Follow Us on Twitter

Big Little Lies: Season 2 (The Bad Mother) - Review

Big Little Lies, Bad Mother

Review by Rob Carnevale

IndieLondon Rating: 5 out of 5

THE penultimate episode of Big Little Lie‘s sophomore season served up an emotionally compelling, often uncomfortable but supremely skilful lesson in how to write and perform great drama.

There were times when it felt difficult to watch the women of this episode being put through the wringer. But one thing’s for sure, the dream-like existence that viewers first witnessed way back in the opening episodes of the show’s first run, has now turned into a nightmare for just about everyone concerned.

Lives have been irreparably damaged. The fallout is horribly engrossing.

The two main players at the heart of The Bad Mother were Celeste (Nicole Kidman) and Bonnie (Zoe Kravitz).

For Celeste, in particular, the episode proved particularly challenging. Now faced with a court case brought by her mother-in-law (Meryl Streep’s Mary Louise) aimed at taking away her two sons, Kidman’s ‘struggling’ widow and mother was put on the stand.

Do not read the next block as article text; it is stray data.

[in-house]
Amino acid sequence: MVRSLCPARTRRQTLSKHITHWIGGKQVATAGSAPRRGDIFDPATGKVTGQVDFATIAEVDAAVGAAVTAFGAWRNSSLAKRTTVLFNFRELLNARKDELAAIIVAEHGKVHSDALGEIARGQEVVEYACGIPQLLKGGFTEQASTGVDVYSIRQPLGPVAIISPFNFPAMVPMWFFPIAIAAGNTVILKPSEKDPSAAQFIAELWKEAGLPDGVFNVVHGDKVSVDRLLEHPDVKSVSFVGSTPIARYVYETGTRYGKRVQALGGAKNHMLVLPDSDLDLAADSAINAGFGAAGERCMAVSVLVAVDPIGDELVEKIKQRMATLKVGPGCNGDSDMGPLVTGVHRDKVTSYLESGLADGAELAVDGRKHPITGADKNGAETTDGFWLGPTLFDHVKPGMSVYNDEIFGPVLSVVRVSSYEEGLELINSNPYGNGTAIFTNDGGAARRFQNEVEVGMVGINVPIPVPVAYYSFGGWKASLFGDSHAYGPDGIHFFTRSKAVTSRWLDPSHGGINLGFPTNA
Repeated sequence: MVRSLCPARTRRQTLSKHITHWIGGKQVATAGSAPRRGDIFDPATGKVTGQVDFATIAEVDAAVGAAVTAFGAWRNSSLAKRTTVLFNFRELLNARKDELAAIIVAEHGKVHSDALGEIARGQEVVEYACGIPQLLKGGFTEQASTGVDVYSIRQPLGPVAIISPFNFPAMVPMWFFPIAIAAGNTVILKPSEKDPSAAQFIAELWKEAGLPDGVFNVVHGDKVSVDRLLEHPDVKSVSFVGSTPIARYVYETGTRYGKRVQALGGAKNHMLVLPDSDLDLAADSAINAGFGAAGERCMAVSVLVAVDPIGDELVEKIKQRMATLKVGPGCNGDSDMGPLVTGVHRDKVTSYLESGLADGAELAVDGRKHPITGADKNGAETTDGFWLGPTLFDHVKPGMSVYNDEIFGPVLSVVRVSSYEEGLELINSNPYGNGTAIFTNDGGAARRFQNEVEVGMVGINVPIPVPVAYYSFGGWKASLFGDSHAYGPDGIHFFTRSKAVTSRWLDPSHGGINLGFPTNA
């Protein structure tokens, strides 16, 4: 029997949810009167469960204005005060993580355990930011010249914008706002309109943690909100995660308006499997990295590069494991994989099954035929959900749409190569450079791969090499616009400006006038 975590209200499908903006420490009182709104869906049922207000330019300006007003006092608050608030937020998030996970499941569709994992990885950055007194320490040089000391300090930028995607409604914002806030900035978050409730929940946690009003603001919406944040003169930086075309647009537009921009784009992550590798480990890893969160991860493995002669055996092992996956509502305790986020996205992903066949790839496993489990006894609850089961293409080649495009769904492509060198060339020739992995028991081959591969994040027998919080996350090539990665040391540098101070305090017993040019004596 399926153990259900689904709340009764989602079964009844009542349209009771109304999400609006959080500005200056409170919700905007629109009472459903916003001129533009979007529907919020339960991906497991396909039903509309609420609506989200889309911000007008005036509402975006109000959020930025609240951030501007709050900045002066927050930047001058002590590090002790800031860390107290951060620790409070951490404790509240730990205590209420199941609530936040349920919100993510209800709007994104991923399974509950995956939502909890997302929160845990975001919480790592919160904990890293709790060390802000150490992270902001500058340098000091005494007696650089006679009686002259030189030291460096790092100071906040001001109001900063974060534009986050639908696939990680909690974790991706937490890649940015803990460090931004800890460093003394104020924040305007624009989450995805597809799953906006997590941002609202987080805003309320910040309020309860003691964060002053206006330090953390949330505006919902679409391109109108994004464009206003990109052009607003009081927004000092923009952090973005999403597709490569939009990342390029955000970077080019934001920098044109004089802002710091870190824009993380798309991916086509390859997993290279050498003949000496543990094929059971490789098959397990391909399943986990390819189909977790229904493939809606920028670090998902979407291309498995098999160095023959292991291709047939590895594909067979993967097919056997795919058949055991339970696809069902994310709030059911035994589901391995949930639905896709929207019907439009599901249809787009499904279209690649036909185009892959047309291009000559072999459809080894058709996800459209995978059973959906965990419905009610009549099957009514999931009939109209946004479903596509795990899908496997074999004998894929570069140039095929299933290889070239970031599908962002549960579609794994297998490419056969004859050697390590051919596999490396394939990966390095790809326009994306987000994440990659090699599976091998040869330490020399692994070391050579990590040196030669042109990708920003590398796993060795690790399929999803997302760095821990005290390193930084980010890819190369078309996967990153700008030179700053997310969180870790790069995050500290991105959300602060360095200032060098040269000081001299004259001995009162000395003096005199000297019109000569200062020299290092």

Her chief tormentor on this occasion was Mary Louise’s lawyer Ira Farber (Denis O’Hare), whose questioning seemed designed to ensnare Celeste as both an unfit mum and a murderer.

A graphic cast doubt on her late husband, Perry’s, ‘accidental slip and fall’, by suggesting that more force had been used, hence the positioning of the body.

Photos, meanwhile, displayed a trail of one night stands designed to showcase Celeste’s dangerous lifestyle: her addiction to rough sex, to danger.

Hence, while it was readily acknowledged that she had been in an abusive relationship with Perry (Alexander Skarsgard), had she ever hit him first? Did his beatings often lead to sex? Was it pleasurable? Had she ever hit or been rough with her children? Had she ever been violent towards Mary Louise (the slap that drew so many gasps a couple of episodes earlier)?

Kidman, visibly shaken, did her best to navigate the storm. But the hits kept on coming, along with the level of Mary Louise’s deception. She had hired a private eye to collect evidence against her. She had amassed each maternal slip as evidence to corroborate her play for her son’s children.